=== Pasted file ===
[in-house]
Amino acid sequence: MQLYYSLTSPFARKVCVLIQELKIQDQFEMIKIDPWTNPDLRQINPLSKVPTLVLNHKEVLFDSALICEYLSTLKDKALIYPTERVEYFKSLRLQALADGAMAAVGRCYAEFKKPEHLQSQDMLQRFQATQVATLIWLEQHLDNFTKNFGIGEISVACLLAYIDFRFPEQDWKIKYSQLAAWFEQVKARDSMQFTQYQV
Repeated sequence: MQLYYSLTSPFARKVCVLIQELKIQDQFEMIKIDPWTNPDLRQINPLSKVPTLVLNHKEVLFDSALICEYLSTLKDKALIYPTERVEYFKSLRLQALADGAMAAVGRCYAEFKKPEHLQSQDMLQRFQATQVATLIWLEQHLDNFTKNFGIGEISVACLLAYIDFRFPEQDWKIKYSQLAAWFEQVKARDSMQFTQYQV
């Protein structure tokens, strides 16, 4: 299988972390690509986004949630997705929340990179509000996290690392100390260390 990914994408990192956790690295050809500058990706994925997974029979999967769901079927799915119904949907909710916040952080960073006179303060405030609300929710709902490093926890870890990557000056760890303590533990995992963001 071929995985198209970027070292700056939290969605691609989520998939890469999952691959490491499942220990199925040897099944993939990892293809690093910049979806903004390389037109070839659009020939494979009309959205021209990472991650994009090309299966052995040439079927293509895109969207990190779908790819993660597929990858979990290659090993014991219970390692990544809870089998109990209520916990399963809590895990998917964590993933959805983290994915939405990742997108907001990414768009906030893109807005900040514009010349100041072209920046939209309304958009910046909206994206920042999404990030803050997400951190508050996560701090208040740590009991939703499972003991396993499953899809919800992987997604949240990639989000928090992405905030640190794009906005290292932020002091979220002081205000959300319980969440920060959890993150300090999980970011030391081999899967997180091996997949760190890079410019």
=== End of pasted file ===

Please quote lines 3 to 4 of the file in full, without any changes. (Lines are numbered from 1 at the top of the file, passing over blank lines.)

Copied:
Repeated sequence: MQLYYSLTSPFARKVCVLIQELKIQDQFEMIKIDPWTNPDLRQINPLSKVPTLVLNHKEVLFDSALICEYLSTLKDKALIYPTERVEYFKSLRLQALADGAMAAVGRCYAEFKKPEHLQSQDMLQRFQATQVATLIWLEQHLDNFTKNFGIGEISVACLLAYIDFRFPEQDWKIKYSQLAAWFEQVKARDSMQFTQYQV
């Protein structure tokens, strides 16, 4: 299988972390690509986004949630997705929340990179509000996290690392100390260390 990914994408990192956790690295050809500058990706994925997974029979999967769901079927799915119904949907909710916040952080960073006179303060405030609300929710709902490093926890870890990557000056760890303590533990995992963001 071929995985198209970027070292700056939290969605691609989520998939890469999952691959490491499942220990199925040897099944993939990892293809690093910049979806903004390389037109070839659009020939494979009309959205021209990472991650994009090309299966052995040439079927293509895109969207990190779908790819993660597929990858979990290659090993014991219970390692990544809870089998109990209520916990399963809590895990998917964590993933959805983290994915939405990742997108907001990414768009906030893109807005900040514009010349100041072209920046939209309304958009910046909206994206920042999404990030803050997400951190508050996560701090208040740590009991939703499972003991396993499953899809919800992987997604949240990639989000928090992405905030640190794009906005290292932020002091979220002081205000959300319980969440920060959890993150300090999980970011030391081999899967997180091996997949760190890079410019």